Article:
IZA Discussion Papers
April 1, 2009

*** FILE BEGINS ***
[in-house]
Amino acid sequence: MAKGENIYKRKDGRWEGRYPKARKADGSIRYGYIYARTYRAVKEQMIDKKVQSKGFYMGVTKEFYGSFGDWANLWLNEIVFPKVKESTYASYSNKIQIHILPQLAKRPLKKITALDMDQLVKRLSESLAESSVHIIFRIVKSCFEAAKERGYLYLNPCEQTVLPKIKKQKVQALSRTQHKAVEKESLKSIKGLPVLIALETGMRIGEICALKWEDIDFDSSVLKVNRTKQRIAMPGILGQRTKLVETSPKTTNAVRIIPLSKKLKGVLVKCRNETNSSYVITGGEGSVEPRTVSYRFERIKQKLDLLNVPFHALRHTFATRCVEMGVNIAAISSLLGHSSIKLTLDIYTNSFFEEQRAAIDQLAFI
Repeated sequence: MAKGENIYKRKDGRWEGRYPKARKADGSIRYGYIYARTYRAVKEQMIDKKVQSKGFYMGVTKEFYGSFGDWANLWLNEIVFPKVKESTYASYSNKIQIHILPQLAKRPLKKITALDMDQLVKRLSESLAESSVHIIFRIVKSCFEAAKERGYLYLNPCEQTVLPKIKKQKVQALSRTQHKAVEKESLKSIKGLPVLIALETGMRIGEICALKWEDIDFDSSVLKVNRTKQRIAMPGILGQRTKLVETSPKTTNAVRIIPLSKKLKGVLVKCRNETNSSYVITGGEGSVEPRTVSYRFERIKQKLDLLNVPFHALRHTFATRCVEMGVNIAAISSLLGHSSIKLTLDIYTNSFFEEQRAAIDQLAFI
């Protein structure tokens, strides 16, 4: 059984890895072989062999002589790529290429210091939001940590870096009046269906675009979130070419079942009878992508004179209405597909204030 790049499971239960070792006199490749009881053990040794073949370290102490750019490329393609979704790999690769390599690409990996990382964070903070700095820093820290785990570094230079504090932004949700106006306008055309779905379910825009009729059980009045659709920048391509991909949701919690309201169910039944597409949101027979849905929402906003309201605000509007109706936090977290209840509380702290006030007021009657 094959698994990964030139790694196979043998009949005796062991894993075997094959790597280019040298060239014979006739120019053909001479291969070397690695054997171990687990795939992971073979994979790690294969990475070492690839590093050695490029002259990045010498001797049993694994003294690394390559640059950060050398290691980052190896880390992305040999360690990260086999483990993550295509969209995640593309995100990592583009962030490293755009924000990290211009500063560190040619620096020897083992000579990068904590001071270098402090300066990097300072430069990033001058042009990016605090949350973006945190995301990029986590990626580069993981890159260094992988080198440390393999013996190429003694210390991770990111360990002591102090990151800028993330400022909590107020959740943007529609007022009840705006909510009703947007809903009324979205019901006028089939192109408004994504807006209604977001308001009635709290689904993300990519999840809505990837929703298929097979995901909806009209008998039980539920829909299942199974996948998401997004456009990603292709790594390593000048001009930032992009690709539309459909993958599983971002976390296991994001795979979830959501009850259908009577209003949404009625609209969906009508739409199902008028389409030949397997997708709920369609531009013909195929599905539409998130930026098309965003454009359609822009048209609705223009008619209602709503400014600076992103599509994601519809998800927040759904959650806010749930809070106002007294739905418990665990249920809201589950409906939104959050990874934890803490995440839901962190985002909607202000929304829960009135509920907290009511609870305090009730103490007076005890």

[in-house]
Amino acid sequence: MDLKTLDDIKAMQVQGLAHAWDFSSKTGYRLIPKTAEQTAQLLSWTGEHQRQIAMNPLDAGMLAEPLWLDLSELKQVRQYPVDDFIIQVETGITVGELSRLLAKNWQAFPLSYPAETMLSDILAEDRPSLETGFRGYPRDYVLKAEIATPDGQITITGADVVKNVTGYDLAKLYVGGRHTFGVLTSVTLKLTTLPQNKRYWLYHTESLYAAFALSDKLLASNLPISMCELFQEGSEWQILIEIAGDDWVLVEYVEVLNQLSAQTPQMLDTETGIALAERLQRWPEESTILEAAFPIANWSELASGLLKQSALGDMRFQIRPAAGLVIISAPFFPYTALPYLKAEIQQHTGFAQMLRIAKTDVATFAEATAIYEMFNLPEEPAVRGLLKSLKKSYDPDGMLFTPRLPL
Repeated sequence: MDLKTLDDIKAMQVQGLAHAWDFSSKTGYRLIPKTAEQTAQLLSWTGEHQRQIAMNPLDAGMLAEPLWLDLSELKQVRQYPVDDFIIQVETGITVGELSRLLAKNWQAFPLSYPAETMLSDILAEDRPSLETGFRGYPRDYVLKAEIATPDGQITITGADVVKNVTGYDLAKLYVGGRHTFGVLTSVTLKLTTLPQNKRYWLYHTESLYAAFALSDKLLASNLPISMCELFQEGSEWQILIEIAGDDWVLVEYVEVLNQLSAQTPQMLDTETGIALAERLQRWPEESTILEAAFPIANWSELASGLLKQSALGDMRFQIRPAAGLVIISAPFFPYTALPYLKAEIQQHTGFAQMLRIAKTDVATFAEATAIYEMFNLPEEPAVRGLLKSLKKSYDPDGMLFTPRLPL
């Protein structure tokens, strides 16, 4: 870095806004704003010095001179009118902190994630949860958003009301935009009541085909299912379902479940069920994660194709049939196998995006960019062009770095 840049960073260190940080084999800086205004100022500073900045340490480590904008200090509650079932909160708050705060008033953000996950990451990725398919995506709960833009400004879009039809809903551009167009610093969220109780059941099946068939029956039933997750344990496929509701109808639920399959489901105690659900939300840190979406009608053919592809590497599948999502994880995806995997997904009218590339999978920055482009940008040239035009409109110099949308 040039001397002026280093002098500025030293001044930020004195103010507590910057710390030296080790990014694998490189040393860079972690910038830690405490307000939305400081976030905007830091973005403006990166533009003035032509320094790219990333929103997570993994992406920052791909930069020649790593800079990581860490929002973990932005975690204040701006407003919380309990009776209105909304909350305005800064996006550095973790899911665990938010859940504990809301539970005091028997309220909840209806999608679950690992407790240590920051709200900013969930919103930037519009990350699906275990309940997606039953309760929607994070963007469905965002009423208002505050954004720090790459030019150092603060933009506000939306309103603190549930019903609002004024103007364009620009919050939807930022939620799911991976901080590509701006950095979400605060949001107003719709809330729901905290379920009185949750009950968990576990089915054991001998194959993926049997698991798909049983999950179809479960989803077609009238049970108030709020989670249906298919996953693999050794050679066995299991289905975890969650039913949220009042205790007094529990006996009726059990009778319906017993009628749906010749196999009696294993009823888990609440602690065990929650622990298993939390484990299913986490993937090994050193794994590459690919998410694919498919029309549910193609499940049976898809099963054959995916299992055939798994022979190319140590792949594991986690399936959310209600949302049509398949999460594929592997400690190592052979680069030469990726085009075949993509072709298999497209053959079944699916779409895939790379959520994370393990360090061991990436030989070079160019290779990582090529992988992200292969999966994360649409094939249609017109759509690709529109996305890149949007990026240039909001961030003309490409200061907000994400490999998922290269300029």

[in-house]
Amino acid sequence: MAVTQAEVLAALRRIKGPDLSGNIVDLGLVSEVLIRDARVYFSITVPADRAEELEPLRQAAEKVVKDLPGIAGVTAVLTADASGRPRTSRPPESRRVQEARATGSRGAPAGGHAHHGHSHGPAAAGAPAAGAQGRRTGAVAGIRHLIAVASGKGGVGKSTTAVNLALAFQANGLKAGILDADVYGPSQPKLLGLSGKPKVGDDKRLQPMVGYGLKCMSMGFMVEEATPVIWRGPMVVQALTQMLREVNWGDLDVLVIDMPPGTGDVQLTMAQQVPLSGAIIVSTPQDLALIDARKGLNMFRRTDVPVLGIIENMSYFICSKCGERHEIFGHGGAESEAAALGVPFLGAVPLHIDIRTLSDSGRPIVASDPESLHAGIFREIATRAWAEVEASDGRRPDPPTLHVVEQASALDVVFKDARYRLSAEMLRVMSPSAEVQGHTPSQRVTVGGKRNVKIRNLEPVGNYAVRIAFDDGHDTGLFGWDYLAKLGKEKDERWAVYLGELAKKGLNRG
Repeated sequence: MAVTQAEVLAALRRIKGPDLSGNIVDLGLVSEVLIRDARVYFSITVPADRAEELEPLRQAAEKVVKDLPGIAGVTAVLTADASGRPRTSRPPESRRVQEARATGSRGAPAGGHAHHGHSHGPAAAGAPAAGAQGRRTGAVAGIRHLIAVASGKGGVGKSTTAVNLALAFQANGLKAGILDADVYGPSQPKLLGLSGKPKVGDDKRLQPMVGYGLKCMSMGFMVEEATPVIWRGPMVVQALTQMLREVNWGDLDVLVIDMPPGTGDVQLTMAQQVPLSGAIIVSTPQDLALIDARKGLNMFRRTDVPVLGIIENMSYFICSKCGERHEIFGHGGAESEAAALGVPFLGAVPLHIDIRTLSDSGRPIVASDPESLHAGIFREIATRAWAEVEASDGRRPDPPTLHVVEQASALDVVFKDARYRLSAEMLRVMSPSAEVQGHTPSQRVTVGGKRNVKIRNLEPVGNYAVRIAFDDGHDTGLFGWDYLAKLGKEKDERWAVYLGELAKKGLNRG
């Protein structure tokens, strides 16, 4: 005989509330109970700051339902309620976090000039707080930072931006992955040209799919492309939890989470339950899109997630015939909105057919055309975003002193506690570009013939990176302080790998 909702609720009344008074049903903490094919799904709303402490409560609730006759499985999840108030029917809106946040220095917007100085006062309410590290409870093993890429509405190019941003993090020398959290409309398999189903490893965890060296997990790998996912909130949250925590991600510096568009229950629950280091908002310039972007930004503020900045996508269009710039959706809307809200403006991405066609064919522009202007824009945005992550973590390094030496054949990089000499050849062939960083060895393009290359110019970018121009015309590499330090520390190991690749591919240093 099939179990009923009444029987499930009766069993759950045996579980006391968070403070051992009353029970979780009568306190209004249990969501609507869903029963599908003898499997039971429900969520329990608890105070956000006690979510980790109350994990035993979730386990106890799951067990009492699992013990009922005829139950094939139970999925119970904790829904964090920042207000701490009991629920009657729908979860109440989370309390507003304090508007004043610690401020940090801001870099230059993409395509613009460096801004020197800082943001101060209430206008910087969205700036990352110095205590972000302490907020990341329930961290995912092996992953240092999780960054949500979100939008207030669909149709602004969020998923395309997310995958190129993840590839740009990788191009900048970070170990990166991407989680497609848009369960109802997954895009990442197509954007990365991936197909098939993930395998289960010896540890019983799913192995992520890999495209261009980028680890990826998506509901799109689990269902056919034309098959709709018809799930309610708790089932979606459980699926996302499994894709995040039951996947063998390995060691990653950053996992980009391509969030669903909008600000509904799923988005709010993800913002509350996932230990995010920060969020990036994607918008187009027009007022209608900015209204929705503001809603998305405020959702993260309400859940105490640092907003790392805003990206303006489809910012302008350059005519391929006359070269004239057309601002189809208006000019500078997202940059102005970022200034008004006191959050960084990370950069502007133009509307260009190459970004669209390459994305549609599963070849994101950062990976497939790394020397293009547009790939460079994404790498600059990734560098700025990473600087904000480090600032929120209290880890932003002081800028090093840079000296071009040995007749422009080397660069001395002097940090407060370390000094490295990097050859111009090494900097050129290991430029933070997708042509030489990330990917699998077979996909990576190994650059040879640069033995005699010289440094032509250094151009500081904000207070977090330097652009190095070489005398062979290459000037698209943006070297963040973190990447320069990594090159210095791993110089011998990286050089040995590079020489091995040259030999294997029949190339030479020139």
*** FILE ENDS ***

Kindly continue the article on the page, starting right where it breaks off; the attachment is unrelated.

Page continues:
Wage premia related to union membership and coverage are examined over 1991-2003, a period involving first decline, then stabilization, of unionization. Differences in union premia across workers and over time are studied using individual-level British Household Panel Survey data and quantile regression techniques allowing for endogeneity of the membership decision. Raw differentials suggest the presence of large positive membership and coverage premia that are stronger at the bottom of the wage distribution in both private and public sectors. After controlling for other factors influencing wages, union asymmetries are no longer apparent in the private sector. When endogeneity of union membership is taken into account, the private sector union wage premium disappears, indicating that individuals positively select into unions. In contrast, the public sector total union wage premium remains significant - entirely due to a coverage effect; it is stronger at the bottom among males, while for females the premium is constant across workers and substantial over the whole period, reflecting the continuing strength of public sector unions. Once we control for endogeneity, the membership premium is nowhere significant; there is no free rider puzzle in the private sector, as there is no coverage premium, but the puzzle persists for the public sector.